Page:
Abstract: Die Literaturwissenschaftlerin Elsbeth Dangel-Pelloquin untersucht Jean Pauls poetische Geschlechter-Werkstatt unter den Aspekten der empfindsamen Liebe im Hesperus, der Ehe im Siebenk s und der Elternschaft in der Erziehungsschrift Levana. Ihr Interesse gilt den erz hlerischen Repr sentationen von Weiblichkeit bei Jean Paul, denen mit dieser Studie erstmals eine Monographie gewidmet wird. Elsbeth Dangel-Pelloquin analyses the poetic workshop of gender seen from the angle of sentimental love in the novel of Hesperus, of marriage in Siebenk s and of parenthood in the educational text Levana. The author is specially interested in Jean Paul’s narrative femal representations. It is for the first time that a study has been dedicated to this problem.
Editorial Niger: Emerging literature and modern orature – voicing identity
Antoinette Tidjani Alou
Tydskrif vir letterkunde , 2005,
Abstract:
Sustaining the Heritage: Assessing the Aesthetics of Verbal Symbolisation and Signifaction in Idanre Orature  [PDF]
N. Akingbe,C.B. Ogunyemi,A. Akinkugbe
Venets : The Belogradchik Journal for Local History, Cultural Heritage and Folk Studies , 2012,
Abstract: This study shows how oral poetry permeates the culture and activities of Africans. In almost all African communities, there are poetic expressions such that poems are sung to express mother/father/child’s emotional state for and at every occasion. These include marriage, age grade celebration, departure or separation from one another, death, farming, hunting, trading and religious celebrations. The paper x-rays cultural configuration with the application of cultural theory to delineate societal transformation.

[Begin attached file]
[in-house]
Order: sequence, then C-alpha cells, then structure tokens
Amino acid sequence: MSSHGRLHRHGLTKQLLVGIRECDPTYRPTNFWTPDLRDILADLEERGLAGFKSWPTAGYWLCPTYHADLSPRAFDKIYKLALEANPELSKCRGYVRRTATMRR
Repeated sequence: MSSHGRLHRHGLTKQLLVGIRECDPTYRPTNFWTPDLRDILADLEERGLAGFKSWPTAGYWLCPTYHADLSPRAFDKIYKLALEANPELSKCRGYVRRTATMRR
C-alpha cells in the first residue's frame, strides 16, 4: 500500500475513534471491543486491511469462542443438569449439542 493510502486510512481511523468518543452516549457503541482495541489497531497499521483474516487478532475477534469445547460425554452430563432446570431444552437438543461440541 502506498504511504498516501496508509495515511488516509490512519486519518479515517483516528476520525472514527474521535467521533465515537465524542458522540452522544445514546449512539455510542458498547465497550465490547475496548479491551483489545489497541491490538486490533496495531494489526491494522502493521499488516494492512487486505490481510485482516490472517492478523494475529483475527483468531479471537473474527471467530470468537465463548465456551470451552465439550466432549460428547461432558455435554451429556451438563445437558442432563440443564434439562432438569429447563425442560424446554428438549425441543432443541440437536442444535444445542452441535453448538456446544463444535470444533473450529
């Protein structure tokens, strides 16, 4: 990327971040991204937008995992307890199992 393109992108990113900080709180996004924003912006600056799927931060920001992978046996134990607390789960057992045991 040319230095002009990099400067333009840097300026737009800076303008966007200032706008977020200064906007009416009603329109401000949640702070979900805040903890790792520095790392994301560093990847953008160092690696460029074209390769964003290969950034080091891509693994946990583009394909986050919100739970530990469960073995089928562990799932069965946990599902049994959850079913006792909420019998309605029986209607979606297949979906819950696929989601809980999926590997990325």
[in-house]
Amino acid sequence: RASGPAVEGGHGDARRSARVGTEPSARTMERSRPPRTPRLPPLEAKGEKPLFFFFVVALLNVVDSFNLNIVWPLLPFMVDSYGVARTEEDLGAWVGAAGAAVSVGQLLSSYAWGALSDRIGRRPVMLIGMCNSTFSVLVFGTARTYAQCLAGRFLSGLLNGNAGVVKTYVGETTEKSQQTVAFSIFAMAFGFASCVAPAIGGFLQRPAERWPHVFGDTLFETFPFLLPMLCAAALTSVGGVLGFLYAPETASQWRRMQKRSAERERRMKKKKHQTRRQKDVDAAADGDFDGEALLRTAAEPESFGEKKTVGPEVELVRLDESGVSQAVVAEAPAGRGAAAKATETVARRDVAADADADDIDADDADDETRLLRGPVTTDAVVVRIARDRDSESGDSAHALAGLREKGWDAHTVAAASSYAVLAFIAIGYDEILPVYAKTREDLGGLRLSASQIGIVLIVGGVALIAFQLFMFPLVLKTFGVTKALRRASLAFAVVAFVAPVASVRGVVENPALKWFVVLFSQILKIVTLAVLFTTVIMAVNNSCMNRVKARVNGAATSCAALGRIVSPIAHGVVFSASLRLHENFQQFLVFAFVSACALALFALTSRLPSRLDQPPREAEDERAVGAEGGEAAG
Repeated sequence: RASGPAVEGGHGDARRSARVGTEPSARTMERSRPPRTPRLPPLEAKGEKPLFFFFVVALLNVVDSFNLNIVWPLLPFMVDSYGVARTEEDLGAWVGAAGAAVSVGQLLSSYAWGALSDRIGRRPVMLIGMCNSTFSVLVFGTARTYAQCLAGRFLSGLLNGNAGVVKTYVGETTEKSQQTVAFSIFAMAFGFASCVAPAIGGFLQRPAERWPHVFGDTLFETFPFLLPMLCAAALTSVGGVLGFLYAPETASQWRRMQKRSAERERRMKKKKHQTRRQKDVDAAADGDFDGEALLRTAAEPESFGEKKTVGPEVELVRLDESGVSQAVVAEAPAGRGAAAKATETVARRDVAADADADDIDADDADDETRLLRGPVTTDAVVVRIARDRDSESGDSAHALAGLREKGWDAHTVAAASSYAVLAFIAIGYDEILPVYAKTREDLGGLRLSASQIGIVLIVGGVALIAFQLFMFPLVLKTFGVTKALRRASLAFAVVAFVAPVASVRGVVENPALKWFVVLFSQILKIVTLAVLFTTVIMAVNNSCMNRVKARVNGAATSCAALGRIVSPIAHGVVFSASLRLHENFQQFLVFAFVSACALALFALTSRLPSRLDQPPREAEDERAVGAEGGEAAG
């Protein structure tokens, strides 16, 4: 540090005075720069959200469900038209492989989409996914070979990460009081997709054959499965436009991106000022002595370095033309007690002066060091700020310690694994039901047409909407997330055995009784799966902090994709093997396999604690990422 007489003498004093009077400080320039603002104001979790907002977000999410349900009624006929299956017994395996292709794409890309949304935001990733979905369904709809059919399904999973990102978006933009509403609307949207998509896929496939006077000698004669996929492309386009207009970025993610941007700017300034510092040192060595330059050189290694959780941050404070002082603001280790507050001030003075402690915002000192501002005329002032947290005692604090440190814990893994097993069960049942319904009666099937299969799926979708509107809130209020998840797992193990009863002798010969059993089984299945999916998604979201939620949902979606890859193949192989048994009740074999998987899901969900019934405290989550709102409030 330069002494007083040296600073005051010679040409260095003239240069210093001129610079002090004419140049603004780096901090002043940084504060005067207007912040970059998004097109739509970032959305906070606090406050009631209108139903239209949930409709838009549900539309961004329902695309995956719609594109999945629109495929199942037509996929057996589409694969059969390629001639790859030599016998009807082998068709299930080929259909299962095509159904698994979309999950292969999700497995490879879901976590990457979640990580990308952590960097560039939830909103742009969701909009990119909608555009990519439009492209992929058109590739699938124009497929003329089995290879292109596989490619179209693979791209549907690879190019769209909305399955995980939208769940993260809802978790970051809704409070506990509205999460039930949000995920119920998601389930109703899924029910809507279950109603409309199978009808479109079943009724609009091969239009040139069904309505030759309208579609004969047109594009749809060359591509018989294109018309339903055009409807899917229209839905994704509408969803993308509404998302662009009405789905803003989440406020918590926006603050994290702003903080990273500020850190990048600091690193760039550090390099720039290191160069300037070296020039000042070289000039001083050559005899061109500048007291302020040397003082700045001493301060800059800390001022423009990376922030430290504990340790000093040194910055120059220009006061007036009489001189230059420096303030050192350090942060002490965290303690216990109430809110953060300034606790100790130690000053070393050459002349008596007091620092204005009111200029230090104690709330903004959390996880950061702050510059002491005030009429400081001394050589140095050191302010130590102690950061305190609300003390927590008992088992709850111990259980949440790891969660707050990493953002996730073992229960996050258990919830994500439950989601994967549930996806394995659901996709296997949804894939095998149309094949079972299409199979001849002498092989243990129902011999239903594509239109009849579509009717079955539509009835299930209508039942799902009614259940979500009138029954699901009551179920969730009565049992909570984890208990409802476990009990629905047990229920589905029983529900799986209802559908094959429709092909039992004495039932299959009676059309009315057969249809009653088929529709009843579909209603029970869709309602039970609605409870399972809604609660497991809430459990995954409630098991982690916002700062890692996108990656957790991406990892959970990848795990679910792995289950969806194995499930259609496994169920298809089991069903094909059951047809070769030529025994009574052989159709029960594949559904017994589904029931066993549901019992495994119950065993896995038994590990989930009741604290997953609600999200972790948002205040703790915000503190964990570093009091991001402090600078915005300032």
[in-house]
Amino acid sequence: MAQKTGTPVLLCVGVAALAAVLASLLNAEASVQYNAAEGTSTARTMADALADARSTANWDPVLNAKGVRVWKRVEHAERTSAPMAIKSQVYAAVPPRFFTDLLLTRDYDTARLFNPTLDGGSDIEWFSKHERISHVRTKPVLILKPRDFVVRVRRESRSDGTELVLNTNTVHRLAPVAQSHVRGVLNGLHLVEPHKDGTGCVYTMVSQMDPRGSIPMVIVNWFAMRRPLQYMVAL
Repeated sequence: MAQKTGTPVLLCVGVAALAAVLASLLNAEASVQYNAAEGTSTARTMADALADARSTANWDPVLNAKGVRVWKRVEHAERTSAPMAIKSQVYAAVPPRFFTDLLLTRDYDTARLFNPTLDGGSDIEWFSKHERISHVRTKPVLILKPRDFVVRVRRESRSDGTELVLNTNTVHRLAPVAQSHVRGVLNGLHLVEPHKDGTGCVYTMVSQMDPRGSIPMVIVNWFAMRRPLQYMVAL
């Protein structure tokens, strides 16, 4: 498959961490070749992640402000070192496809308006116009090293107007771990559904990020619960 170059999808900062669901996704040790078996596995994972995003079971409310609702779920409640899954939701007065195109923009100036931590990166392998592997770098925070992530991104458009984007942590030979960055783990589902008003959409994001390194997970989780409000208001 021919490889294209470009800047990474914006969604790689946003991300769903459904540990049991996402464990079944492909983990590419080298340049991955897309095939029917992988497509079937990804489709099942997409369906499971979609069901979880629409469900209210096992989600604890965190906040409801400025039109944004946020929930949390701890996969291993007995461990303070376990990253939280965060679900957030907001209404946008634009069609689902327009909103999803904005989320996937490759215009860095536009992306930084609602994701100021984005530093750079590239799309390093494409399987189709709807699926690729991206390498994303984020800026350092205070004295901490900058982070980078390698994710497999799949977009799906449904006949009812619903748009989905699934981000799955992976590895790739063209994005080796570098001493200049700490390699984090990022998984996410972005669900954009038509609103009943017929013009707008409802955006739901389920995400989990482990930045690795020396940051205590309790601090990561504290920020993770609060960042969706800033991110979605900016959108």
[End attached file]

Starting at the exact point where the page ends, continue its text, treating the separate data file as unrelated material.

The archetipical image of the bird-demiurge in mythological concepts of finno-ugrs of volga region: the some anthropocosmic aspects
Doroshin B. A.
Sociosfera , 2010,
Abstract: Ornithomorphic mythological characters, connected with process of cosmogony and an archetype of Great Mother in mythological concepts of people of the Volga region are considered in this article. In semantic structure of their images the aspects locating concepts of these people about harmonious unity of the person and the nature come to light.
Orature and morpholexical deconstruction as lexicographic archaeological sites: some implications for dictionaries of African languages
F Matambirofa
Lexikos , 2001,